# Diffraction problem

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#### DeathandTaxes

##### Full Member
10+ Year Member

For the first one, don't understand TBR's explanation for why II doesn't work and why III does. How exactly does a smaller n difference affect Y, given Y = lambda * L / d? I also don't see how the third affects this equation either.

TBR says this for why III is valid:

"For Statement III, it is perhaps best to
visualize what happens when the hair is moved to either the left or right. If the
hair moves to the left, then the glass slides grow farther apart. If the hair moves
to the right, then the glass slides grow closer together.Taken to an extreme, if the
two slides touch one another, then all of the bright spots are gone (pushed off of
the plate if you will). Opening the gap creates the spots and closing the gap
eliminates the spots, so widening the gap must bring adjacent maxima closer
together. This makes Statement III a valid statement."

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For the first one, don't understand TBR's explanation for why II doesn't work and why III does. How exactly does a smaller n difference affect Y, given Y = lambda * L / d? I also don't see how the third affects this equation either.
No posts in 5 days. I'll take a stab at it. Both the small index of refraction and the 3rd option of increasing the angle could best be explained visually.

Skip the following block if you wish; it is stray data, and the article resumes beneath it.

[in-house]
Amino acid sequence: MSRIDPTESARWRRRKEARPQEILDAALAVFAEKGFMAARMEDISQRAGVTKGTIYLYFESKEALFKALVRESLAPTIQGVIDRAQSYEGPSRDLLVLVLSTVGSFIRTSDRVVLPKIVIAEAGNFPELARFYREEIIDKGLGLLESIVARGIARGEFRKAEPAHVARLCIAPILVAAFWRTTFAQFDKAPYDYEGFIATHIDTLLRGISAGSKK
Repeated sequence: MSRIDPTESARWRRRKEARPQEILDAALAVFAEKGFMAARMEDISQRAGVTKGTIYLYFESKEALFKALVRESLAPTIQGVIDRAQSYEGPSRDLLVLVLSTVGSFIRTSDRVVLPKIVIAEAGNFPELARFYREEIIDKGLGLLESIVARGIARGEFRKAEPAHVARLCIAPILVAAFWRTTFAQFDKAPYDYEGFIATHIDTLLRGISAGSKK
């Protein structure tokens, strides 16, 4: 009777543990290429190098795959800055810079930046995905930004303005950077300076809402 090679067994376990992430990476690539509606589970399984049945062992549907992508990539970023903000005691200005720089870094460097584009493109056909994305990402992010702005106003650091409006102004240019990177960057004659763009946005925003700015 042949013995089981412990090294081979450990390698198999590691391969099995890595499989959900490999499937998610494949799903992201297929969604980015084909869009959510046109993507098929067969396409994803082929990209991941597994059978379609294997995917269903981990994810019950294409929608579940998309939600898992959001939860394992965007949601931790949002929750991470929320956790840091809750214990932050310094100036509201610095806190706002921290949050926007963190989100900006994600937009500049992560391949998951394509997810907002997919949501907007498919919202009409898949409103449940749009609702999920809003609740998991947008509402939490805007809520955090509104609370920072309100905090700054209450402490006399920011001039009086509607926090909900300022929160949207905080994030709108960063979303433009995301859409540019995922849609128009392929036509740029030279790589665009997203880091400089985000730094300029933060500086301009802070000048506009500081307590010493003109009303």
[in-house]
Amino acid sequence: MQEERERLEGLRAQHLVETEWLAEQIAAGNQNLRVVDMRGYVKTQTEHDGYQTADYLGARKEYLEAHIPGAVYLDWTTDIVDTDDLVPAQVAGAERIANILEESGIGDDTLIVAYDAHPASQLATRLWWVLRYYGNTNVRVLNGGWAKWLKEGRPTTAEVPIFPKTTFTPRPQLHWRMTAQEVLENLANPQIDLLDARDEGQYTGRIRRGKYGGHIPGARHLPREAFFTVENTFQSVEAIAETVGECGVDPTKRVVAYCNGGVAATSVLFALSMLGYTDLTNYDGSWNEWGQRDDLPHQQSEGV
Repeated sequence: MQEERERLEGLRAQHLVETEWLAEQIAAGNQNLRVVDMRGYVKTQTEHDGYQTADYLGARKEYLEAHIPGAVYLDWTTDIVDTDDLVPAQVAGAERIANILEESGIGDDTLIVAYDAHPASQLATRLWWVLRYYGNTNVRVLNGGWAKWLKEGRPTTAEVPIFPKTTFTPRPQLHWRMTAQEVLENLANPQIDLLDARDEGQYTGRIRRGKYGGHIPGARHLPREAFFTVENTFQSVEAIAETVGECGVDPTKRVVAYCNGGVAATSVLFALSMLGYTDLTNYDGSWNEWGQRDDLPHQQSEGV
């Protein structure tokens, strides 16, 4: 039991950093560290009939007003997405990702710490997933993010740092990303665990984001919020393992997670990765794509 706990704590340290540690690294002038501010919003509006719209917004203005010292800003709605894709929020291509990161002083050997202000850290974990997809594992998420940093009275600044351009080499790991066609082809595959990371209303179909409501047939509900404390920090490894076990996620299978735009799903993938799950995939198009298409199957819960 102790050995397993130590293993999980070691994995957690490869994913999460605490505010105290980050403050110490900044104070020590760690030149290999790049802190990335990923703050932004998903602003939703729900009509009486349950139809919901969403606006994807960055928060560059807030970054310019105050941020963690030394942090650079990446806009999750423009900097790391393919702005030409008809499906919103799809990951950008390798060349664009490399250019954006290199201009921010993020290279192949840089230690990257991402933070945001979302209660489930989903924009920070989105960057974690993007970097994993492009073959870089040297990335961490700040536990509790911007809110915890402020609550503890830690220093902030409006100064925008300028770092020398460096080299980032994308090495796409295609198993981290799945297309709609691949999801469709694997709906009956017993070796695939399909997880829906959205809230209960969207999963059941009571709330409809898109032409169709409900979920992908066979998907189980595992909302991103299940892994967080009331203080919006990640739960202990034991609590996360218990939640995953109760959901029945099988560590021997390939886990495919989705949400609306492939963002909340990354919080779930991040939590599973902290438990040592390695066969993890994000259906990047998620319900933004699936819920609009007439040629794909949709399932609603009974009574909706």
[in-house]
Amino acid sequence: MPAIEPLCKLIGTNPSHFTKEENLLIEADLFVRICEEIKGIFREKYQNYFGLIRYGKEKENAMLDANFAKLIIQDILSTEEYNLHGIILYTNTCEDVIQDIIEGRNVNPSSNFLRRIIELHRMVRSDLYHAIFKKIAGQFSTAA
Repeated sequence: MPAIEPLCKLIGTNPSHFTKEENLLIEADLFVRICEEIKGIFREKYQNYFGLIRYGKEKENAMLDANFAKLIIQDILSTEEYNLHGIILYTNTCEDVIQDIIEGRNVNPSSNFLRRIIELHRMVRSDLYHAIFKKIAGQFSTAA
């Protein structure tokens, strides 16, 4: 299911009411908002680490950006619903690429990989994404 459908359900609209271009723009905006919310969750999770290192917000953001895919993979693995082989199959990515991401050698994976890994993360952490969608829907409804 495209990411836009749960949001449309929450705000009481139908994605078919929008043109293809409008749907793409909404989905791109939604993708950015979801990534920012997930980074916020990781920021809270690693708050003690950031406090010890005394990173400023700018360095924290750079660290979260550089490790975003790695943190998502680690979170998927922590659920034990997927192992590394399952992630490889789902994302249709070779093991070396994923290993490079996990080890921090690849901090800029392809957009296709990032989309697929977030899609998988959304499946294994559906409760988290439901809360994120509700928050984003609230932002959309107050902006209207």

In the picture below you can see that given the index of refraction difference between air and glass the light will bend a distance "d" away from it's original path.
If the incident angle is zero "normal" then d=0. As the incident angle approaches 90 degrees, D is going to approach 2 centimeters. This is because if light entered nearly parallel to the glass surface and exited nearly parallel on the opposite side, the path was shifted by the width of the glass.

Related to the problem, If you lowered the index of refraction of the air on the bottom side of the glass the "exit" angle labeled G would be closer to normal and because in the example "d" is very small, increasing it by increasing the angle of the glass would cause the destructive bands to be closer together

For the second one, would my thinking be right to consider that if there are more slits, more light would appear- more light, more intensity, is that right? And they are spaced farther because there would be more likelihood for destructive interference.
For the second question, using a diffraction grating will decrease how much light is being blocked so intensity will increase. Also if you add a 3rd and 4th slit it becomes less likely that all the waves will be constructive. (The huge peaks are areas of total constructive interference)
The image provided is slightly deceiving because with a grating everything would be increased intensity but the "extra intensity" areas would be spaced farther apart. The picture makes it look like it's completely dark in between the peaks. In reality there will be slight banding in between the more significantly sharp peaks.

Hope that helps a little.

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Thanks for the help, though I'm still struggling with with the first part conceptually. Destructive bands only occur when there are phase shifts of 180 degrees, right? So how does increasing the angle of the glass affect construction/destruction?

Ya, probably easier to just rule out the other two options. lol.
I did find this online: http://en2k6.blogspot.com/2008/02/diffraction-of-light_18.html
It's a couple pages explaining this exact scenario with math and everything.